In nature, symbiosis can lead to improved growth — plant some leeks beside the carrots and both are more likely to flourish. The same can happen with school garden programs and their partners.
Each year, the school is assigned several plots in the nonprofit community garden. The community gardeners, including a few master gardeners, enjoy teaching the kids. Young students gain valuable training and environmental lessons as they work alongside the grown-up gardeners. Together they tackle big projects and spread gardening awareness in the surrounding community.
Students plant their vegetables in spring and harvest in the fall. The community gardeners help them stay on top of watering and maintenance when school is out or when students are too busy to visit.
“The kids are up a grade when they return to harvest in the fall, and it’s wonderful to see that full circle,” says Garden Coordinator and Registered Dietician Kristi Timme, who acts as a liaison between the school and community garden.
Garden visits have become a regular part of the school day. The kids enjoy reading and snack time in the garden, have scavenger hunts, and learn about plant identification, pollinators and other garden lessons.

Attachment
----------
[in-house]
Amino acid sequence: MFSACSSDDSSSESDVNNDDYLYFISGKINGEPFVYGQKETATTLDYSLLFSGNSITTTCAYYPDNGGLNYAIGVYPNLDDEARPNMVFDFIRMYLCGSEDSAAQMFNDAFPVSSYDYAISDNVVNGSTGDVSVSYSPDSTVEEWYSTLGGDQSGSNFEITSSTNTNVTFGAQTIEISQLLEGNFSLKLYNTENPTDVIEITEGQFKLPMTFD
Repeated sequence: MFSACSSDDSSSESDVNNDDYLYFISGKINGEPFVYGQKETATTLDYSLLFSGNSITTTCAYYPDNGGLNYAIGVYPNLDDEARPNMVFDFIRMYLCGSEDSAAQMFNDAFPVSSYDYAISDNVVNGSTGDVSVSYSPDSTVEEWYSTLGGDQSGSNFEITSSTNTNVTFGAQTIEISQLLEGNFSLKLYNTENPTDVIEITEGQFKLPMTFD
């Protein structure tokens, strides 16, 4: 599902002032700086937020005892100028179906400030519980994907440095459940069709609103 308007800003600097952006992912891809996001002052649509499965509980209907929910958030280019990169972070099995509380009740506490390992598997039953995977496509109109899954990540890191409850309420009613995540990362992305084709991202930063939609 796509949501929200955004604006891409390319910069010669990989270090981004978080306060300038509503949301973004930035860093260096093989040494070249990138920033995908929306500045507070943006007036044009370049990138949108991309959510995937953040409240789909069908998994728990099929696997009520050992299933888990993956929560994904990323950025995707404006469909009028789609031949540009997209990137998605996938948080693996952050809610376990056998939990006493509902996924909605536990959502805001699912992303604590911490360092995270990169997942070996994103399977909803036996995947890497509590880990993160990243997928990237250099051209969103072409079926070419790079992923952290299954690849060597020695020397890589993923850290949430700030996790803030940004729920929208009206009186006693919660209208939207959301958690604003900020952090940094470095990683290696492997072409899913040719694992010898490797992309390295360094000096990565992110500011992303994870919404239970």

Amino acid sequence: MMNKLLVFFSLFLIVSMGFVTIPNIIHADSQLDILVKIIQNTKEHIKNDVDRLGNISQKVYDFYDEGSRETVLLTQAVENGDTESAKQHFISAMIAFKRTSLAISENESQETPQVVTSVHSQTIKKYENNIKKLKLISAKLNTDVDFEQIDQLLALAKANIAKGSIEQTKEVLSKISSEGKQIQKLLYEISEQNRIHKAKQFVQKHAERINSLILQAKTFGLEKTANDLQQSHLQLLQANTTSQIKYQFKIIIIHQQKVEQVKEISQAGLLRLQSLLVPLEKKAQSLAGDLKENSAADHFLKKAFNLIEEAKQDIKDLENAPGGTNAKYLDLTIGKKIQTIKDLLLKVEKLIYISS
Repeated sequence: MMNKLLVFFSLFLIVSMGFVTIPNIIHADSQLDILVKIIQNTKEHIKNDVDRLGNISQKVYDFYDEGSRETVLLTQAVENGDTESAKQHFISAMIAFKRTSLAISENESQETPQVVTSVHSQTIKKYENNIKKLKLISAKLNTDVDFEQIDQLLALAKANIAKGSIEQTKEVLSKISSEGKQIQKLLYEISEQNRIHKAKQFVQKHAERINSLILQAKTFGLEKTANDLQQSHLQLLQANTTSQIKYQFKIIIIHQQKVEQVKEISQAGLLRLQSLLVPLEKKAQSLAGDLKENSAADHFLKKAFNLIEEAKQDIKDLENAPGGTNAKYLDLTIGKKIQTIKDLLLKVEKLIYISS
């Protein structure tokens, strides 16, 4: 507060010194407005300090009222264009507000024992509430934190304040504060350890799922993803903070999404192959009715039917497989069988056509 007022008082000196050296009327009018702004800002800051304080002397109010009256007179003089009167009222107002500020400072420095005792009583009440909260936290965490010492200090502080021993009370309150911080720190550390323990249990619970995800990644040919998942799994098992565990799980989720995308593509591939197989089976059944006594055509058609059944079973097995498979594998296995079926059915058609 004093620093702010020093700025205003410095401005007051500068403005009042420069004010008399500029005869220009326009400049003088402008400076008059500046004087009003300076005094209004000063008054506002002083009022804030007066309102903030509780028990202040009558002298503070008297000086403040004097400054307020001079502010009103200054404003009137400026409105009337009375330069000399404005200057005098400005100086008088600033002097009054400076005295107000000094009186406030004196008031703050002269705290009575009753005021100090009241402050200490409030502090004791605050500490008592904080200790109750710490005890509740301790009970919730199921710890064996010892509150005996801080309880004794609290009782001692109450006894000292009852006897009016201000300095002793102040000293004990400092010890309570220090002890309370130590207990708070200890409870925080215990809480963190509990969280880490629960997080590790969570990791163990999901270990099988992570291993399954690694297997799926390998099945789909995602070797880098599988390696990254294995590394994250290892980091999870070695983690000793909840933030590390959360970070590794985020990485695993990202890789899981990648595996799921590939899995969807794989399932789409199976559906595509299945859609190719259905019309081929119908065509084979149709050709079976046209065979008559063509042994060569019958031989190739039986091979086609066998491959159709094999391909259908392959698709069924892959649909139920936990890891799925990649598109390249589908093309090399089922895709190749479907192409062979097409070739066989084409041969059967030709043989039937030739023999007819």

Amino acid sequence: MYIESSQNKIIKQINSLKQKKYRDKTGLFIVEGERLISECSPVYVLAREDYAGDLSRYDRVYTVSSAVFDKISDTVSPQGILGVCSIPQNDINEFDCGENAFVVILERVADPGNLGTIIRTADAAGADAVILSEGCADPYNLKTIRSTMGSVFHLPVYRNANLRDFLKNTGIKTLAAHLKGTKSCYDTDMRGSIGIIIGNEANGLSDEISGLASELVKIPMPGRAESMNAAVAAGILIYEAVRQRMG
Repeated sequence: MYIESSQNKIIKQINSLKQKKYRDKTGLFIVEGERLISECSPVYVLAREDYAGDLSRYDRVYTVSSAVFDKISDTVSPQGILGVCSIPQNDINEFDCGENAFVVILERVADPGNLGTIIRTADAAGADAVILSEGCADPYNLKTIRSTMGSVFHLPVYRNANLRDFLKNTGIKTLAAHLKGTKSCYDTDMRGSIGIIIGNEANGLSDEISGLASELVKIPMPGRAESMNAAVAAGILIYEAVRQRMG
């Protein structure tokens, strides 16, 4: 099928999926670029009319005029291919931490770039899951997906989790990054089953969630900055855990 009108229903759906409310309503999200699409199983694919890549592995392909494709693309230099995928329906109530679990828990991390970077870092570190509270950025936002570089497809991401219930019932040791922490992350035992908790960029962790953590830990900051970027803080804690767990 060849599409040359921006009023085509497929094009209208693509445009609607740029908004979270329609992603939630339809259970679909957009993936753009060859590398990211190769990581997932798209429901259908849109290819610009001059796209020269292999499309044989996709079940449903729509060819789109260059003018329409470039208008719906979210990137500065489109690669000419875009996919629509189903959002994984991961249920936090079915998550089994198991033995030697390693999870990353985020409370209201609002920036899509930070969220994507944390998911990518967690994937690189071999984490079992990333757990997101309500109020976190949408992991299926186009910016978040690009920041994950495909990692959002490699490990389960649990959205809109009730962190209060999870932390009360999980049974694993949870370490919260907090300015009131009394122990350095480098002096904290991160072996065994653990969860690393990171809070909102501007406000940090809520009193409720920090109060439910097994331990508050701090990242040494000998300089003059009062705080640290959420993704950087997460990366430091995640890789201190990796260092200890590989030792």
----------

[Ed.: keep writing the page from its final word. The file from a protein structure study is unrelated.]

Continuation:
With gardening expertise and help provided by the community gardeners, teachers also host seasonal learning events in the garden that relate back to classroom lessons. For example, while learning about the growth cycle of plants, third graders started pumpkin seeds in containers and watched them sprout in the classroom. Then they transplanted them to the community garden to create a pumpkin patch, watched them grow to full size, and each child took a pumpkin home.
School activities also have helped to spread awareness of the community garden to more families in the area. Evergreen Primary’s garden art contest drew students, parents, teachers and members of the surrounding community. Student work was displayed throughout the garden and filled the bulletin board near the entrance. Submissions ranged from illustrations and paintings on canvas to homemade garden labels, painted rocks and a bird house.
“It created a feeling of connection with the community. And our school does not have an art program or art instructor, so our hope is the kids will feel that the garden is a place where art can happen,” Timme explains. “The community gardeners are so important to our success because of their knowledge and support. They have played a key role in building and sustaining our program. We hope to reach a point where we have more momentum with the PTA and parent involvement, so there is a little less reliance on the community gardeners, but we’ll still want to continue the partnership. They are so eager to instruct the children and we always want them to be involved.”